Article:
Also there are some interesting  user reviews at the link.

Analysis Paralysis-Gridlock Redux- Who’s Responsible?

“Forest planning has been hijacked by a generation of planners who turned what should have been a narrowly-focused effort to constrain an out-of-control Forest Service logging program and turned it into a wasteful, endless, bureaucratic exercise with little merit. “ Andy Stahl (my bolding)

My memory was the that FS had identified overanalysis as a more general problem and had looked internally and externally to describe the sources and some solutions. NOTE: that this was more focused around project planning than forest planning, but one might hypothesize that some of the causes and cures would be the same.

I do remember some thinking going along the lines of : if people don’t want projects or plans to happen, and they appeal and litigate on procedural grounds (NEPA and NFMA processes), then the FS needs to develop “bullet proof ” documents.  This is a dynamic  which inexorably leads to over-analysis.

Some empirical evidence might be looking at other agencies and seeing how much they over-analyze (given that the right level of analysis is in the eye of the beholder) and attempting to correlate that with amount of litigation. I did have some experience with some APHIS NEPA that would suggest that since at the time they faced  little litigation, they did not over-analyze.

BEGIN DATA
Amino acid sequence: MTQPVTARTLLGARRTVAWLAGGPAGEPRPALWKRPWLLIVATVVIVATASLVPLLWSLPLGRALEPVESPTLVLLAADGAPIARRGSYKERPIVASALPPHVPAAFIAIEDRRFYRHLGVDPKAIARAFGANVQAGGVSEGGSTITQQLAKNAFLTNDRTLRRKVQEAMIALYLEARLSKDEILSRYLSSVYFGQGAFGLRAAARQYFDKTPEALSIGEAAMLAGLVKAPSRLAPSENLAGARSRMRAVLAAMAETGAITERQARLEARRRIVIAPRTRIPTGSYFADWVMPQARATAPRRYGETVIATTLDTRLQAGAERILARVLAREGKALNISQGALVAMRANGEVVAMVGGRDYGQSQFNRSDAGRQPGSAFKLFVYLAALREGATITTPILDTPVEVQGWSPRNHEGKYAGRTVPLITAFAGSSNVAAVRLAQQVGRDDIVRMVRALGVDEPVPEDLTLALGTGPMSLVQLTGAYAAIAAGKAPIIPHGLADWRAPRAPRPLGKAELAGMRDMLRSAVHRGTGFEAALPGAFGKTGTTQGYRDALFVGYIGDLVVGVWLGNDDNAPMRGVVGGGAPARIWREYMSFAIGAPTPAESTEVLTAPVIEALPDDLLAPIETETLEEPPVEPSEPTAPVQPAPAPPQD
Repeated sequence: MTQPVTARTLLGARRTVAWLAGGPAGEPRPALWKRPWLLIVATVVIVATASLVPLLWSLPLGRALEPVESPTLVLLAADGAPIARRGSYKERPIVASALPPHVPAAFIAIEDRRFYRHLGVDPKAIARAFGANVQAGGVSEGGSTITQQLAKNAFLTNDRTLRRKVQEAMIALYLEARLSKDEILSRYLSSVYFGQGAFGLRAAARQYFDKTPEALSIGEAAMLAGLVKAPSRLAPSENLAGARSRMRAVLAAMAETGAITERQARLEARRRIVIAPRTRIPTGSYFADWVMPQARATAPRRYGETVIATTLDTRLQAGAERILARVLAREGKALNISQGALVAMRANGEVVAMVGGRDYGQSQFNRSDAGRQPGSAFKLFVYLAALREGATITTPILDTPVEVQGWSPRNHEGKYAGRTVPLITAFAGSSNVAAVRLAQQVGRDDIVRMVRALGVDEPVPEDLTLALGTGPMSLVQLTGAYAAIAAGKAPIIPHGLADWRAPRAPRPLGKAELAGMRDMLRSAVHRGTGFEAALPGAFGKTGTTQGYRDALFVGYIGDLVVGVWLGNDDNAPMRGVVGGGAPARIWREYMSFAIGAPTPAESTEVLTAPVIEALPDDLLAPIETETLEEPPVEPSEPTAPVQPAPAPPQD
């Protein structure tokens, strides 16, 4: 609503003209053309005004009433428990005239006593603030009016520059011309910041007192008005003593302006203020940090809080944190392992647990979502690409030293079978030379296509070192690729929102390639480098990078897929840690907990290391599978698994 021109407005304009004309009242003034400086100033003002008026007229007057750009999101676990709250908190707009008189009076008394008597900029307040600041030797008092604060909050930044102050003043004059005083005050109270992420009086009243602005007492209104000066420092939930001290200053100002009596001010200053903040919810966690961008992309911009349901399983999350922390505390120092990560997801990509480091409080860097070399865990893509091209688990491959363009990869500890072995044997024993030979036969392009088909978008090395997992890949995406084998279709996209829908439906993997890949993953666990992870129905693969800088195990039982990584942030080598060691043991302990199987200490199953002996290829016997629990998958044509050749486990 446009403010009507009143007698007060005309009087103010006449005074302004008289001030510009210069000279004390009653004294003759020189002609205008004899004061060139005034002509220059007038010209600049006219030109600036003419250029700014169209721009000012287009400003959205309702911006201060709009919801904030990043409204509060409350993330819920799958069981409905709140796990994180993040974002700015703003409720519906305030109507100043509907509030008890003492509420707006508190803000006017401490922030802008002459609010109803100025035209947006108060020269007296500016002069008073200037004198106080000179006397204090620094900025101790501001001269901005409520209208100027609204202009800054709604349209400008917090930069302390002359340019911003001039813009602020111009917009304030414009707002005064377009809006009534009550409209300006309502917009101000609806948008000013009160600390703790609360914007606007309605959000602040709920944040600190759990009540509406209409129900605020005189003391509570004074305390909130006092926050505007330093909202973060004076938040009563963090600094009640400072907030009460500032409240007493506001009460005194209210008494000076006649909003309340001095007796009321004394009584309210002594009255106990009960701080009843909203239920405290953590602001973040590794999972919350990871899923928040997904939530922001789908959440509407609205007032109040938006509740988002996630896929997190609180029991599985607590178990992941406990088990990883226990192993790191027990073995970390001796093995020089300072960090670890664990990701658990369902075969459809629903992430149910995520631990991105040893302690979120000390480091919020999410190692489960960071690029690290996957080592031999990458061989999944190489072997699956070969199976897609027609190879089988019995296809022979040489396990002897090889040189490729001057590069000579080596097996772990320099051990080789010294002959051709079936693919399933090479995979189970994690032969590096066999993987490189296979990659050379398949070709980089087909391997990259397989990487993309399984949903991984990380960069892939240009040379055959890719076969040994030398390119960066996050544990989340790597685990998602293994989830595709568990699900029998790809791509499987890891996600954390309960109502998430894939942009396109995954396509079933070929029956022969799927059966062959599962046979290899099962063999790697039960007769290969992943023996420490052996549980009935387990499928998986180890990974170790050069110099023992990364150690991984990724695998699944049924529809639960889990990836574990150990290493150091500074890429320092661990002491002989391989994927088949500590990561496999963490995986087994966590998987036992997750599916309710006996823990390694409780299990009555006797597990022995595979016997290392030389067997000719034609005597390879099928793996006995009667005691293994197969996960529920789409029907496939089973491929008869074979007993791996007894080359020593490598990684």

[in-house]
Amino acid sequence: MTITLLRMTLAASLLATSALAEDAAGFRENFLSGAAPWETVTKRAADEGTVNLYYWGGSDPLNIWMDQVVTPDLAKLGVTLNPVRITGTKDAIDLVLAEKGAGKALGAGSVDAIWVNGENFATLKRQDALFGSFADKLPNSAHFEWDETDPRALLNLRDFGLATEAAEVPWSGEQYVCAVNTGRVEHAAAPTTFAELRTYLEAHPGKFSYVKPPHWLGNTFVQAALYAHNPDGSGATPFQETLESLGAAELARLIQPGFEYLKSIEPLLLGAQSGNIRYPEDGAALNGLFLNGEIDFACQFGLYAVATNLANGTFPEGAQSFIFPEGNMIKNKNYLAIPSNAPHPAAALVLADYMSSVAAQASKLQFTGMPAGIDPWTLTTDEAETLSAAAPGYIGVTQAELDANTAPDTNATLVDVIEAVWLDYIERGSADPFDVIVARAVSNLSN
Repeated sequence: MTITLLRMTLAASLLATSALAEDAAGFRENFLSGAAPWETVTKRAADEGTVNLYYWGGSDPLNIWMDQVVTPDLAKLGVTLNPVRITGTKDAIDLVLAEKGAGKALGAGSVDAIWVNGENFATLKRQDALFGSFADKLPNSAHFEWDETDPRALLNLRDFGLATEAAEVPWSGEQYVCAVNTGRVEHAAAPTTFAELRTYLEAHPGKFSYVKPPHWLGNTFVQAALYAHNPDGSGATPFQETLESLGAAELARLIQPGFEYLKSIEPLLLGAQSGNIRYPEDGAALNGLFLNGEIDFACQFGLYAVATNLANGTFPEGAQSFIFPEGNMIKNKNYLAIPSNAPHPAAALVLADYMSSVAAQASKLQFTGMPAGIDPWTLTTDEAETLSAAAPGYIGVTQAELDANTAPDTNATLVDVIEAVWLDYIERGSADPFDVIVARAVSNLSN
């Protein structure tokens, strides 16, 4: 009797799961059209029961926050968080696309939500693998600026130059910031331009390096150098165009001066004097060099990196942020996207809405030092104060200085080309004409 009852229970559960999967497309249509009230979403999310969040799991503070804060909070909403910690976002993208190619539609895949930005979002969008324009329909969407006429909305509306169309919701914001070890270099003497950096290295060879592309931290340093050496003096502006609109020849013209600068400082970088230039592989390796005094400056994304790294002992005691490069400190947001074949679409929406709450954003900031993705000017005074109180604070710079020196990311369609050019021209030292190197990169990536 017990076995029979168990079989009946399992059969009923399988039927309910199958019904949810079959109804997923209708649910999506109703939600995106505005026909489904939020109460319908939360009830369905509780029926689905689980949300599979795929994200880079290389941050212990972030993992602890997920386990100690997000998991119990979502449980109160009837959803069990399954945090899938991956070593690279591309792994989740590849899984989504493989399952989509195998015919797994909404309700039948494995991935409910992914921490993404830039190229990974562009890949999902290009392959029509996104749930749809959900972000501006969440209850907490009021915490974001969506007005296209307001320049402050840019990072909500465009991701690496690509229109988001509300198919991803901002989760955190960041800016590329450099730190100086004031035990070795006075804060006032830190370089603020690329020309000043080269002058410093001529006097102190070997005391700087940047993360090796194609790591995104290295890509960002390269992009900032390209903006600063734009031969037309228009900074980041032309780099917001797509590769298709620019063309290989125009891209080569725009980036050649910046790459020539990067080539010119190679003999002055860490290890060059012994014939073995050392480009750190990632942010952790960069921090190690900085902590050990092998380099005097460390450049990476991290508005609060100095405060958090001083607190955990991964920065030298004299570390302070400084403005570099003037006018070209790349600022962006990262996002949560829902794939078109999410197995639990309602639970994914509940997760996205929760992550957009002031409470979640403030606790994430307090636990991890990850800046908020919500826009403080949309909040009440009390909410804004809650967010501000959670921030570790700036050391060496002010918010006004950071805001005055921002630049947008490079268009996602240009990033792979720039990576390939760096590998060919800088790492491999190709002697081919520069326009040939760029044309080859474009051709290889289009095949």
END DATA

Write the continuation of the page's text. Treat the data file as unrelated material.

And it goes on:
I was looking for the original FS report on gridlock, and ran across a couple of interesting things in my internet search.

One is a discussion between Neal Sampson and Andy Stahl about gridlock in 1995.

I also found the original report on Process Predicament from 2002. From the Executive Summary on page 5 :

Unfortunately, the Forest Service operates within a statutory, regulatory, and administrative framework that has kept the agency from effectively addressing rapid declines in forest health. This same framework impedes nearly every other aspect of multiple-use management as well. Three problem areas stand out:

1. Excessive analysis—confusion, delays, costs, and risk management associated with the required consultations and studies;

2. Ineffective public involvement—procedural requirements that create disincentives to collaboration in national forest management; and

3. Management inefficiencies—poor planning and decision-making, a deteriorating skills base, and inflexible funding rules, problems that are compounded by the sheer volume of the required paperwork and the associated proliferation of opportunities to misinterpret or misapply required procedures.
            These factors frequently place line officers in a costly procedural quagmire, where a single project can take years to move forward and where planning costs alone can exceed $1 million. Even noncontroversial projects often proceed at a snail’s pace


Finally I found a news report in which both Chris Wood and Mark Rey panned the above report. Now, usually Chris Wood and Mark Rey tend not to be on the same side, at least on things that are politically charged,  so the fact that they neither thought much of the Process Predicament report is somewhat intriguing.